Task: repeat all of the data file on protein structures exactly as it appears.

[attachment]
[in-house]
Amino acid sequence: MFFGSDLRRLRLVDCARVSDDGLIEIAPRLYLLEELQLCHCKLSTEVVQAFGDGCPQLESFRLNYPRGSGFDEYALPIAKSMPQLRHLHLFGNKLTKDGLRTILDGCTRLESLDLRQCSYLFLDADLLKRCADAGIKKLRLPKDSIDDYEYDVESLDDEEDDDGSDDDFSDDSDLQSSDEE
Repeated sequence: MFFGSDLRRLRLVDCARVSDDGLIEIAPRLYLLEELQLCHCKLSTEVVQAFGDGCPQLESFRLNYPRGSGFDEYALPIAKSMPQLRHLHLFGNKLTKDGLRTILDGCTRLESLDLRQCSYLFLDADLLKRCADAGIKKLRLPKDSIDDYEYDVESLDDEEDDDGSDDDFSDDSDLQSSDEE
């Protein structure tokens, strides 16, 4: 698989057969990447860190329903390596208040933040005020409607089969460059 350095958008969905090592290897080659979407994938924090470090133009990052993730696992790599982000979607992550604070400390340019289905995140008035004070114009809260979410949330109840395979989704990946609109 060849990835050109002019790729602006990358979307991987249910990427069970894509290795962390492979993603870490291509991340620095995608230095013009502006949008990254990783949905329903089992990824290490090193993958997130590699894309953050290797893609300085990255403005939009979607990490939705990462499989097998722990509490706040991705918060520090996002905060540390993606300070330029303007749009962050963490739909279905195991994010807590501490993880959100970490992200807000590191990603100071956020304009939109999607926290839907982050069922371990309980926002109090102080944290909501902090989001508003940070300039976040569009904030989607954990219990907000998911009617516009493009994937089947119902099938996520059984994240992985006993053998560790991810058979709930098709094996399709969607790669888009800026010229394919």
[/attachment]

[in-house]
Amino acid sequence: MFFGSDLRRLRLVDCARVSDDGLIEIAPRLYLLEELQLCHCKLSTEVVQAFGDGCPQLESFRLNYPRGSGFDEYALPIAKSMPQLRHLHLFGNKLTKDGLRTILDGCTRLESLDLRQCSYLFLDADLLKRCADAGIKKLRLPKDSIDDYEYDVESLDDEEDDDGSDDDFSDDSDLQSSDEE
Repeated sequence: MFFGSDLRRLRLVDCARVSDDGLIEIAPRLYLLEELQLCHCKLSTEVVQAFGDGCPQLESFRLNYPRGSGFDEYALPIAKSMPQLRHLHLFGNKLTKDGLRTILDGCTRLESLDLRQCSYLFLDADLLKRCADAGIKKLRLPKDSIDDYEYDVESLDDEEDDDGSDDDFSDDSDLQSSDEE
């Protein structure tokens, strides 16, 4: 698989057969990447860190329903390596208040933040005020409607089969460059 350095958008969905090592290897080659979407994938924090470090133009990052993730696992790599982000979607992550604070400390340019289905995140008035004070114009809260979410949330109840395979989704990946609109 060849990835050109002019790729602006990358979307991987249910990427069970894509290795962390492979993603870490291509991340620095995608230095013009502006949008990254990783949905329903089992990824290490090193993958997130590699894309953050290797893609300085990255403005939009979607990490939705990462499989097998722990509490706040991705918060520090996002905060540390993606300070330029303007749009962050963490739909279905195991994010807590501490993880959100970490992200807000590191990603100071956020304009939109999607926290839907982050069922371990309980926002109090102080944290909501902090989001508003940070300039976040569009904030989607954990219990907000998911009617516009493009994937089947119902099938996520059984994240992985006993053998560790991810058979709930098709094996399709969607790669888009800026010229394919």